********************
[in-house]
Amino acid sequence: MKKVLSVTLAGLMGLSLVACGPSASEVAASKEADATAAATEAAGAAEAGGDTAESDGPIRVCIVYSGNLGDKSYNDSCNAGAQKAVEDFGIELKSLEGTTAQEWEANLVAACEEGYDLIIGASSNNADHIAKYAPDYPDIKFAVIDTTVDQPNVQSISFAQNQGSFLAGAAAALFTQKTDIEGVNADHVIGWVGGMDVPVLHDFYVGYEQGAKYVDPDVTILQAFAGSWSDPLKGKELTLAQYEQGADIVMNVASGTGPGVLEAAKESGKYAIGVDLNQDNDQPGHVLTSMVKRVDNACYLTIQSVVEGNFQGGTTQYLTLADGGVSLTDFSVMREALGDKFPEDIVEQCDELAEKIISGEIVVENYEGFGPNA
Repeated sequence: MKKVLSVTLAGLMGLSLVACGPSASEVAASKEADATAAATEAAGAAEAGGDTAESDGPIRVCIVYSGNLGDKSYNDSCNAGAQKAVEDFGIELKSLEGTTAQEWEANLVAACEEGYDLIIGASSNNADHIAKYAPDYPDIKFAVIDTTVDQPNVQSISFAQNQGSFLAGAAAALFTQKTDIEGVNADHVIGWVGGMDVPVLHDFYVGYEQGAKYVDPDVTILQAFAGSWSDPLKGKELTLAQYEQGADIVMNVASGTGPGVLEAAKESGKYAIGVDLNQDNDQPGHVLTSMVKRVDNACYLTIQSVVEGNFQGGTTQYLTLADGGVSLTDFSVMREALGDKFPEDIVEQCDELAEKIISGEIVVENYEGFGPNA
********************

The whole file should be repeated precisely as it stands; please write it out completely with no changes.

[in-house]
Amino acid sequence: MKKVLSVTLAGLMGLSLVACGPSASEVAASKEADATAAATEAAGAAEAGGDTAESDGPIRVCIVYSGNLGDKSYNDSCNAGAQKAVEDFGIELKSLEGTTAQEWEANLVAACEEGYDLIIGASSNNADHIAKYAPDYPDIKFAVIDTTVDQPNVQSISFAQNQGSFLAGAAAALFTQKTDIEGVNADHVIGWVGGMDVPVLHDFYVGYEQGAKYVDPDVTILQAFAGSWSDPLKGKELTLAQYEQGADIVMNVASGTGPGVLEAAKESGKYAIGVDLNQDNDQPGHVLTSMVKRVDNACYLTIQSVVEGNFQGGTTQYLTLADGGVSLTDFSVMREALGDKFPEDIVEQCDELAEKIISGEIVVENYEGFGPNA
Repeated sequence: MKKVLSVTLAGLMGLSLVACGPSASEVAASKEADATAAATEAAGAAEAGGDTAESDGPIRVCIVYSGNLGDKSYNDSCNAGAQKAVEDFGIELKSLEGTTAQEWEANLVAACEEGYDLIIGASSNNADHIAKYAPDYPDIKFAVIDTTVDQPNVQSISFAQNQGSFLAGAAAALFTQKTDIEGVNADHVIGWVGGMDVPVLHDFYVGYEQGAKYVDPDVTILQAFAGSWSDPLKGKELTLAQYEQGADIVMNVASGTGPGVLEAAKESGKYAIGVDLNQDNDQPGHVLTSMVKRVDNACYLTIQSVVEGNFQGGTTQYLTLADGGVSLTDFSVMREALGDKFPEDIVEQCDELAEKIISGEIVVENYEGFGPNA